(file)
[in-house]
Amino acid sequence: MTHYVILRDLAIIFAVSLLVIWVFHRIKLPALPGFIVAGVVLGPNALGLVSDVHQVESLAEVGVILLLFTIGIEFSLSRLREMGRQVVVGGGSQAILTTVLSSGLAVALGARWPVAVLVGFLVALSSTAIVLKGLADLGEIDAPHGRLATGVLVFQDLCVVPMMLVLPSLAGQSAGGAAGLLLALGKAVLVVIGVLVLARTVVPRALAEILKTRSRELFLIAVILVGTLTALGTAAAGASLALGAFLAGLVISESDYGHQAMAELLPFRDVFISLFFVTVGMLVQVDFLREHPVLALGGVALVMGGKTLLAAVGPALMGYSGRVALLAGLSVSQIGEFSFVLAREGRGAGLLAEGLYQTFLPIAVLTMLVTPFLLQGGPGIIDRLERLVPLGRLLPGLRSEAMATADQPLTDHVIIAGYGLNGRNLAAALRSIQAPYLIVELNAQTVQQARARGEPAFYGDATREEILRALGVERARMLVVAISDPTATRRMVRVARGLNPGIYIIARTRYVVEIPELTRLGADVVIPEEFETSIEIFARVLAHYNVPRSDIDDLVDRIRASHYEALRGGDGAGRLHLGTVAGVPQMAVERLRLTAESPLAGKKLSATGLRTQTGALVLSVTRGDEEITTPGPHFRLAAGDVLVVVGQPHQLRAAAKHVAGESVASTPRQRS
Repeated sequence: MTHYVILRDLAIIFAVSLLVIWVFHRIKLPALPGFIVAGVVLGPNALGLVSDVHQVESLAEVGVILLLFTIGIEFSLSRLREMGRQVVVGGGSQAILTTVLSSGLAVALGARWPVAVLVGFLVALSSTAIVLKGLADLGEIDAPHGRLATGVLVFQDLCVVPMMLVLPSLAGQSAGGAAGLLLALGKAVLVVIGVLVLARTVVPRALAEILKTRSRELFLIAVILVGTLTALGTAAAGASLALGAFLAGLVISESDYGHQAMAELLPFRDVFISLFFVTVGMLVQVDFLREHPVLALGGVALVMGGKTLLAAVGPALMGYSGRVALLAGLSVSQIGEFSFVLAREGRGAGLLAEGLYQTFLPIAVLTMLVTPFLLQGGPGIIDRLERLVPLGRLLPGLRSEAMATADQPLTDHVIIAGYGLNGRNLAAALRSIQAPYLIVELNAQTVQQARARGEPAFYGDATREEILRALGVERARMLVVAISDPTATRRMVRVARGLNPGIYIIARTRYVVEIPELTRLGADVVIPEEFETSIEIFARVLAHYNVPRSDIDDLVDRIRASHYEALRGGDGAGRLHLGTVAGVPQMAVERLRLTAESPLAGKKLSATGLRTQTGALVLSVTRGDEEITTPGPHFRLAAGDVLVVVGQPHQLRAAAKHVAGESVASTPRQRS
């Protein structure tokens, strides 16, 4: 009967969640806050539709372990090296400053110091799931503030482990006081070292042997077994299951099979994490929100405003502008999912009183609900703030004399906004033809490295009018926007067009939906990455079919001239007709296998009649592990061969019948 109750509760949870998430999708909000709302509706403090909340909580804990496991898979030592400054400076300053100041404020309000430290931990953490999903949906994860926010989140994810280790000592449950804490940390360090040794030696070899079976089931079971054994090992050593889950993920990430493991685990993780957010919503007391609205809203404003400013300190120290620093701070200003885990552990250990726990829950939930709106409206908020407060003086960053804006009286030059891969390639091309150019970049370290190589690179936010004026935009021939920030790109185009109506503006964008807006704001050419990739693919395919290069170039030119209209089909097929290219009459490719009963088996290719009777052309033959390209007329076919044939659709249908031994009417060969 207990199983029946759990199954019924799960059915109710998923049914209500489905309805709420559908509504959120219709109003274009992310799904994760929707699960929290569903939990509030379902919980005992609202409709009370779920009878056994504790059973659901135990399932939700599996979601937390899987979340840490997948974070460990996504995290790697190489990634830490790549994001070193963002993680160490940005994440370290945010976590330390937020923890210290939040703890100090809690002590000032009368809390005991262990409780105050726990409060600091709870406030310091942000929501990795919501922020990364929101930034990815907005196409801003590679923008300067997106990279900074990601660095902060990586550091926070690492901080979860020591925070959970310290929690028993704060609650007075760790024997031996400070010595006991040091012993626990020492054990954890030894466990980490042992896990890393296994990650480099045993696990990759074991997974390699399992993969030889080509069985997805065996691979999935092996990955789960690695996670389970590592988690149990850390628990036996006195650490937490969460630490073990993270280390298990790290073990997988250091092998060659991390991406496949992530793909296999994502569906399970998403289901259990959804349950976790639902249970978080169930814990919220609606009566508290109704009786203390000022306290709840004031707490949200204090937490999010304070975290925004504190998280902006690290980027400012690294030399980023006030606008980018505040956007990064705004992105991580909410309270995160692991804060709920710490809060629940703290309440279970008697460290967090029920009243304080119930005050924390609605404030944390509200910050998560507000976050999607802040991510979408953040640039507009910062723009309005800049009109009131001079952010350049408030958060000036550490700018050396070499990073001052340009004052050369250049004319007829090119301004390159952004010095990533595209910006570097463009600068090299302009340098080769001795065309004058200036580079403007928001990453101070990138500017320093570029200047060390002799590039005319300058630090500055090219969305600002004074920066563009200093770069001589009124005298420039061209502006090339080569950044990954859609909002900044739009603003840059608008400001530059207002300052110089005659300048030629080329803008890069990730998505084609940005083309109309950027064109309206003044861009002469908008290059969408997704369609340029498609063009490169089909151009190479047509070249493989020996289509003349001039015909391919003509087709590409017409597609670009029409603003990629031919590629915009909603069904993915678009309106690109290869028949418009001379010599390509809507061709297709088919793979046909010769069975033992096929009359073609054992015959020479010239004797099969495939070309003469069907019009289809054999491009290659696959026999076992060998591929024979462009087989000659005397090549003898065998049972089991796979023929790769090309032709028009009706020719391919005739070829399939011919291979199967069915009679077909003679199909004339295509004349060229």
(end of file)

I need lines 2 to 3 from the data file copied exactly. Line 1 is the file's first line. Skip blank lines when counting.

Amino acid sequence: MTHYVILRDLAIIFAVSLLVIWVFHRIKLPALPGFIVAGVVLGPNALGLVSDVHQVESLAEVGVILLLFTIGIEFSLSRLREMGRQVVVGGGSQAILTTVLSSGLAVALGARWPVAVLVGFLVALSSTAIVLKGLADLGEIDAPHGRLATGVLVFQDLCVVPMMLVLPSLAGQSAGGAAGLLLALGKAVLVVIGVLVLARTVVPRALAEILKTRSRELFLIAVILVGTLTALGTAAAGASLALGAFLAGLVISESDYGHQAMAELLPFRDVFISLFFVTVGMLVQVDFLREHPVLALGGVALVMGGKTLLAAVGPALMGYSGRVALLAGLSVSQIGEFSFVLAREGRGAGLLAEGLYQTFLPIAVLTMLVTPFLLQGGPGIIDRLERLVPLGRLLPGLRSEAMATADQPLTDHVIIAGYGLNGRNLAAALRSIQAPYLIVELNAQTVQQARARGEPAFYGDATREEILRALGVERARMLVVAISDPTATRRMVRVARGLNPGIYIIARTRYVVEIPELTRLGADVVIPEEFETSIEIFARVLAHYNVPRSDIDDLVDRIRASHYEALRGGDGAGRLHLGTVAGVPQMAVERLRLTAESPLAGKKLSATGLRTQTGALVLSVTRGDEEITTPGPHFRLAAGDVLVVVGQPHQLRAAAKHVAGESVASTPRQRS
Repeated sequence: MTHYVILRDLAIIFAVSLLVIWVFHRIKLPALPGFIVAGVVLGPNALGLVSDVHQVESLAEVGVILLLFTIGIEFSLSRLREMGRQVVVGGGSQAILTTVLSSGLAVALGARWPVAVLVGFLVALSSTAIVLKGLADLGEIDAPHGRLATGVLVFQDLCVVPMMLVLPSLAGQSAGGAAGLLLALGKAVLVVIGVLVLARTVVPRALAEILKTRSRELFLIAVILVGTLTALGTAAAGASLALGAFLAGLVISESDYGHQAMAELLPFRDVFISLFFVTVGMLVQVDFLREHPVLALGGVALVMGGKTLLAAVGPALMGYSGRVALLAGLSVSQIGEFSFVLAREGRGAGLLAEGLYQTFLPIAVLTMLVTPFLLQGGPGIIDRLERLVPLGRLLPGLRSEAMATADQPLTDHVIIAGYGLNGRNLAAALRSIQAPYLIVELNAQTVQQARARGEPAFYGDATREEILRALGVERARMLVVAISDPTATRRMVRVARGLNPGIYIIARTRYVVEIPELTRLGADVVIPEEFETSIEIFARVLAHYNVPRSDIDDLVDRIRASHYEALRGGDGAGRLHLGTVAGVPQMAVERLRLTAESPLAGKKLSATGLRTQTGALVLSVTRGDEEITTPGPHFRLAAGDVLVVVGQPHQLRAAAKHVAGESVASTPRQRS